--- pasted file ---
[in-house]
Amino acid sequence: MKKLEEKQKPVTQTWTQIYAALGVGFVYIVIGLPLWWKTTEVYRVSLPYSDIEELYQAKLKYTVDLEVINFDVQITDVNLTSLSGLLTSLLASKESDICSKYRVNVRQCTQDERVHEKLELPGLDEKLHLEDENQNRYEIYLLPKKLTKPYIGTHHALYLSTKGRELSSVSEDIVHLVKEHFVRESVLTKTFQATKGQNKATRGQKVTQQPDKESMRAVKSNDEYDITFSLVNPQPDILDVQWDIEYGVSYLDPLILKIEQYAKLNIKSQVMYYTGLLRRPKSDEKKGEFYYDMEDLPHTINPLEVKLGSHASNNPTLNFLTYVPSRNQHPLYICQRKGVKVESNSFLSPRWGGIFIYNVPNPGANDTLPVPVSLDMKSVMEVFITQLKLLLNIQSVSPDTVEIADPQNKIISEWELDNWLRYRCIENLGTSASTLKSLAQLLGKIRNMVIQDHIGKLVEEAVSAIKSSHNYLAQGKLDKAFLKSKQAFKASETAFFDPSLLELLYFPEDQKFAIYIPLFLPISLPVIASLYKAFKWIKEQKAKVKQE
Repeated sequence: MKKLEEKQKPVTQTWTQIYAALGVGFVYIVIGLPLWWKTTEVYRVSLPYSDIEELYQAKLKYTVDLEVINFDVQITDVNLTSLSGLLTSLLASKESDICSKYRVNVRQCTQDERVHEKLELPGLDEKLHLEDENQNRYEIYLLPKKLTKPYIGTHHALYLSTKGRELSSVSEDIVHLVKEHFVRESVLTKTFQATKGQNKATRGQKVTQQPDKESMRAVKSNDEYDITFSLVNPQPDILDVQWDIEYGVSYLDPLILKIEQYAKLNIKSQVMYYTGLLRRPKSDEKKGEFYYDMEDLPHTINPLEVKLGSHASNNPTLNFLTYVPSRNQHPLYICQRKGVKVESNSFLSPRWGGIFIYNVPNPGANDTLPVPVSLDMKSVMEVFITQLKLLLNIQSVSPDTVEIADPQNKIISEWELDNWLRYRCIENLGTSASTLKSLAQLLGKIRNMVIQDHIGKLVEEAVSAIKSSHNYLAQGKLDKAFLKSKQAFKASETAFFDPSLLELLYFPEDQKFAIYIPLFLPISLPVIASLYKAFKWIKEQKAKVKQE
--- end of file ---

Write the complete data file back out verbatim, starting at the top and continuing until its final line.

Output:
[in-house]
Amino acid sequence: MKKLEEKQKPVTQTWTQIYAALGVGFVYIVIGLPLWWKTTEVYRVSLPYSDIEELYQAKLKYTVDLEVINFDVQITDVNLTSLSGLLTSLLASKESDICSKYRVNVRQCTQDERVHEKLELPGLDEKLHLEDENQNRYEIYLLPKKLTKPYIGTHHALYLSTKGRELSSVSEDIVHLVKEHFVRESVLTKTFQATKGQNKATRGQKVTQQPDKESMRAVKSNDEYDITFSLVNPQPDILDVQWDIEYGVSYLDPLILKIEQYAKLNIKSQVMYYTGLLRRPKSDEKKGEFYYDMEDLPHTINPLEVKLGSHASNNPTLNFLTYVPSRNQHPLYICQRKGVKVESNSFLSPRWGGIFIYNVPNPGANDTLPVPVSLDMKSVMEVFITQLKLLLNIQSVSPDTVEIADPQNKIISEWELDNWLRYRCIENLGTSASTLKSLAQLLGKIRNMVIQDHIGKLVEEAVSAIKSSHNYLAQGKLDKAFLKSKQAFKASETAFFDPSLLELLYFPEDQKFAIYIPLFLPISLPVIASLYKAFKWIKEQKAKVKQE
Repeated sequence: MKKLEEKQKPVTQTWTQIYAALGVGFVYIVIGLPLWWKTTEVYRVSLPYSDIEELYQAKLKYTVDLEVINFDVQITDVNLTSLSGLLTSLLASKESDICSKYRVNVRQCTQDERVHEKLELPGLDEKLHLEDENQNRYEIYLLPKKLTKPYIGTHHALYLSTKGRELSSVSEDIVHLVKEHFVRESVLTKTFQATKGQNKATRGQKVTQQPDKESMRAVKSNDEYDITFSLVNPQPDILDVQWDIEYGVSYLDPLILKIEQYAKLNIKSQVMYYTGLLRRPKSDEKKGEFYYDMEDLPHTINPLEVKLGSHASNNPTLNFLTYVPSRNQHPLYICQRKGVKVESNSFLSPRWGGIFIYNVPNPGANDTLPVPVSLDMKSVMEVFITQLKLLLNIQSVSPDTVEIADPQNKIISEWELDNWLRYRCIENLGTSASTLKSLAQLLGKIRNMVIQDHIGKLVEEAVSAIKSSHNYLAQGKLDKAFLKSKQAFKASETAFFDPSLLELLYFPEDQKFAIYIPLFLPISLPVIASLYKAFKWIKEQKAKVKQE